Selling space in the city: the importance of being a prototype
Scarcely a week goes by without another prototype housing projects being unveiled, and this week's building study, No 1 Centaur Street by de Rijke Marsh Morgan, is one of the finest recent examples of the genre.The appeal of the prototype is clear. It holds the promise of Eganesque efficiency while allowing plenty of scope for the architectural imagination to run wild.
Time and money invested at the design stage will be amply repaid as the project is repeated ad infinitum, with unit costs steadily declining over time.
The strategy works well in the affordable housing market, where higher standards are desperately needed, prices are artificially controlled, and it can be reasonably assumed that, for the foreseeable future at least, supply will always be outstripped by demand.But what happens when the strategy is applied to a private development where 'uniqueness' is the major selling point? The Centaur Street flats command higher prices than similar 'conventional'properties - partly because they are great spaces but partly because they are deemed to be 'cutting edge'. The fact that the developer, Roger Zogolovitch, has plans for further development on a neighbouring site, enhances, rather than detracts from, the idea that residents are 'style insiders', in at the beginning of something which promises to be big.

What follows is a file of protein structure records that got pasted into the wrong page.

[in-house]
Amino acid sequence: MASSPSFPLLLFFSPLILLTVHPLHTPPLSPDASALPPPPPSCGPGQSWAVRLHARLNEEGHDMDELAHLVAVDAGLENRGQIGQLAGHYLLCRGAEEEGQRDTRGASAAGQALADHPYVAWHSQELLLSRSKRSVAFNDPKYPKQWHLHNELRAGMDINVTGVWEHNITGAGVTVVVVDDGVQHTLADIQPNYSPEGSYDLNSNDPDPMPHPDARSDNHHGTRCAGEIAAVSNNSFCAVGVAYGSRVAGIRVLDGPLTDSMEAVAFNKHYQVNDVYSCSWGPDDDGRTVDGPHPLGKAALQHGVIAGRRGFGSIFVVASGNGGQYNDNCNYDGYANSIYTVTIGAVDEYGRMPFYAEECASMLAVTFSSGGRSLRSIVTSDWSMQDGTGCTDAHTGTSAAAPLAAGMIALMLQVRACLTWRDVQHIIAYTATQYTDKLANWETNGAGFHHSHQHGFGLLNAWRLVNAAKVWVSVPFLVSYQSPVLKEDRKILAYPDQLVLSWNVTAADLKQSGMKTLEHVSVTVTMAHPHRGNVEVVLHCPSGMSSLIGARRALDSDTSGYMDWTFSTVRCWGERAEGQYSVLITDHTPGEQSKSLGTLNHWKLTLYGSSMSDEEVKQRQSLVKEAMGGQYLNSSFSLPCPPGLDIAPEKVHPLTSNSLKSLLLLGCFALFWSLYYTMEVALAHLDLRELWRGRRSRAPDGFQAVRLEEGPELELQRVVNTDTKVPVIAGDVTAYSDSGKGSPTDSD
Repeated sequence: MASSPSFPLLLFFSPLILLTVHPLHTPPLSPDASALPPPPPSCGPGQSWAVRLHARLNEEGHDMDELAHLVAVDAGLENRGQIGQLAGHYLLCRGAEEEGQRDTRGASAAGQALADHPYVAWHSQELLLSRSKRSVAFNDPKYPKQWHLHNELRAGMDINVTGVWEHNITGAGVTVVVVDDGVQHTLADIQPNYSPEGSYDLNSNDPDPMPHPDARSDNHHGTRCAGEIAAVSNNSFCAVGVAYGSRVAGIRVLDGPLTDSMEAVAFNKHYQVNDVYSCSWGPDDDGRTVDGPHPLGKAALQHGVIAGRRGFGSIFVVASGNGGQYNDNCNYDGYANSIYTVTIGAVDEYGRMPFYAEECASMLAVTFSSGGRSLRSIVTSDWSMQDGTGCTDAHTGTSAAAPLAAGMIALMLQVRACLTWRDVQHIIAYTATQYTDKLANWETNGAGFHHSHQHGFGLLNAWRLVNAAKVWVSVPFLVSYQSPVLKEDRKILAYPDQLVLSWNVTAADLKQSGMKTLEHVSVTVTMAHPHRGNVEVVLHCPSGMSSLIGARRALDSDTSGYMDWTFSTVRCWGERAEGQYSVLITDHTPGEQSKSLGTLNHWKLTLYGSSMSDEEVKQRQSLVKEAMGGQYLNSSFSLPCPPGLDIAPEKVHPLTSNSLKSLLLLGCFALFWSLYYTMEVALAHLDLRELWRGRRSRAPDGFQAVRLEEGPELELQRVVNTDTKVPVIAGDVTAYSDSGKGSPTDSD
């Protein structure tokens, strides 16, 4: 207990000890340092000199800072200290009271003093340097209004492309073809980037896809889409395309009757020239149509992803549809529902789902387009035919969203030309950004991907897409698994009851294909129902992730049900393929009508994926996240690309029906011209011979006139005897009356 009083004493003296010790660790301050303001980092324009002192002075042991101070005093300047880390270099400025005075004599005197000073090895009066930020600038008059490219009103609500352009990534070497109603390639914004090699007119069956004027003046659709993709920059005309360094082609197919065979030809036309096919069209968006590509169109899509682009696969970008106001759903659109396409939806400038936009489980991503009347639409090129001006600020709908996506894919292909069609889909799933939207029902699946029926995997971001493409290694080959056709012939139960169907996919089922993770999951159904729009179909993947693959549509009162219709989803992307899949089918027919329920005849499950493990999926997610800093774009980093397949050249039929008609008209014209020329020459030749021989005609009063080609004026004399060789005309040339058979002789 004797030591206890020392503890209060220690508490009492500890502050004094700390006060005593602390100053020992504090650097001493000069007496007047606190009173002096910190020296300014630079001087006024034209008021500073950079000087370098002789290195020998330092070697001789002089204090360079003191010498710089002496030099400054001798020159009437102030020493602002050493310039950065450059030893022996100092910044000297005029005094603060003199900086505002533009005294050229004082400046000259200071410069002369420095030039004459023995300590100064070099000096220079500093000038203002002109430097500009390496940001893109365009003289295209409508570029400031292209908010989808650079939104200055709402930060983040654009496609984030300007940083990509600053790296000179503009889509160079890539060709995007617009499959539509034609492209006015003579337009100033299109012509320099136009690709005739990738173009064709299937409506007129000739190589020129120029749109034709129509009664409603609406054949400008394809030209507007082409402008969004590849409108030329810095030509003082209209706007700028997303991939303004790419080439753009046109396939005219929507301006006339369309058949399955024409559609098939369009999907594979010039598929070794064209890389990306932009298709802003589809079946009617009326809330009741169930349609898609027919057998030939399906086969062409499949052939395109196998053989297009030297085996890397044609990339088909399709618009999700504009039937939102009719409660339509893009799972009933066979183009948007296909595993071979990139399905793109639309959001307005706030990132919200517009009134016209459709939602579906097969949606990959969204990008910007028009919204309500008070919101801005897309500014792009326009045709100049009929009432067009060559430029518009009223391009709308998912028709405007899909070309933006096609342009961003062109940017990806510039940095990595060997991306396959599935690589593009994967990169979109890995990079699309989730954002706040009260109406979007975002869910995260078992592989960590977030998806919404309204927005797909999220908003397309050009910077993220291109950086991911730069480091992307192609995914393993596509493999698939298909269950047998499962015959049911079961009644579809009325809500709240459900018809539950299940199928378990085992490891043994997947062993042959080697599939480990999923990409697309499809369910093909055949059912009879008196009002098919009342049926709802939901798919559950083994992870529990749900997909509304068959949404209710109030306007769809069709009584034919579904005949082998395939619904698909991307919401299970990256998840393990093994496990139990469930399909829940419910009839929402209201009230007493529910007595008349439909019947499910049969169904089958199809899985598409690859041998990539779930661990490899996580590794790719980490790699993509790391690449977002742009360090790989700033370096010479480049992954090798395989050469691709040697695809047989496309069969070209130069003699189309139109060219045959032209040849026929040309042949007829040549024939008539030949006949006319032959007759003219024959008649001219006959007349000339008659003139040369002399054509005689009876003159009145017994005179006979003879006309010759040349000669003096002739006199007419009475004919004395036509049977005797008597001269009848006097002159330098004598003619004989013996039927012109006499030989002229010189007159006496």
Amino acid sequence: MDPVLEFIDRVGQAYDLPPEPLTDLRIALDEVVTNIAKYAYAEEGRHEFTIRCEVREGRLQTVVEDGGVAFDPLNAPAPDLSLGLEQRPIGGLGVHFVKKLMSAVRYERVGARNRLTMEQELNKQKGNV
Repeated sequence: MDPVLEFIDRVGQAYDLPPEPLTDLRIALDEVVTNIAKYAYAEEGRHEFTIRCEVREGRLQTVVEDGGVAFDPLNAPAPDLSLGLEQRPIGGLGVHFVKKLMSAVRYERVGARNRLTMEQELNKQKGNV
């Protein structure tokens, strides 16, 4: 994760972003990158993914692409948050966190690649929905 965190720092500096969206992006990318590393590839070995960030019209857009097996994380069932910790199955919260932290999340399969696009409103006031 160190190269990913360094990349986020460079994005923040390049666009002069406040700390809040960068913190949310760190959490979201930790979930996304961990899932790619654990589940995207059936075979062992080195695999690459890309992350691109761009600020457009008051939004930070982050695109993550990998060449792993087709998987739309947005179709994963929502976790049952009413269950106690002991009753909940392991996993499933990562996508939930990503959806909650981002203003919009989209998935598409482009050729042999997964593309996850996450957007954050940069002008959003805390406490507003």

Theoretically, it could be very big indeed. The units at Centaur Street are designed to be repeated on any given site, and rolled out en masse; stacked either vertically (up to 20 storeys) or horizontally (ad infinitum). A developer's dream - except that there has to be a point where the product ceases to command the premium which comes with being a prototype, and the decline in construction costs per unit is offset by a corresponding drop in price.
The reality is that the economics do not depend on the mass production once implied by the word prototype.The implications of the word have changed. Prototype nowadays is shorthand for any project which is genuinely innovative, architecturally ambitious, not too site-specific and may, at some stage, be repeated. In the contemporary urban housing market, the word has become as essential to the marketeer's vocabulary as 'spacious'or 'prestigious'.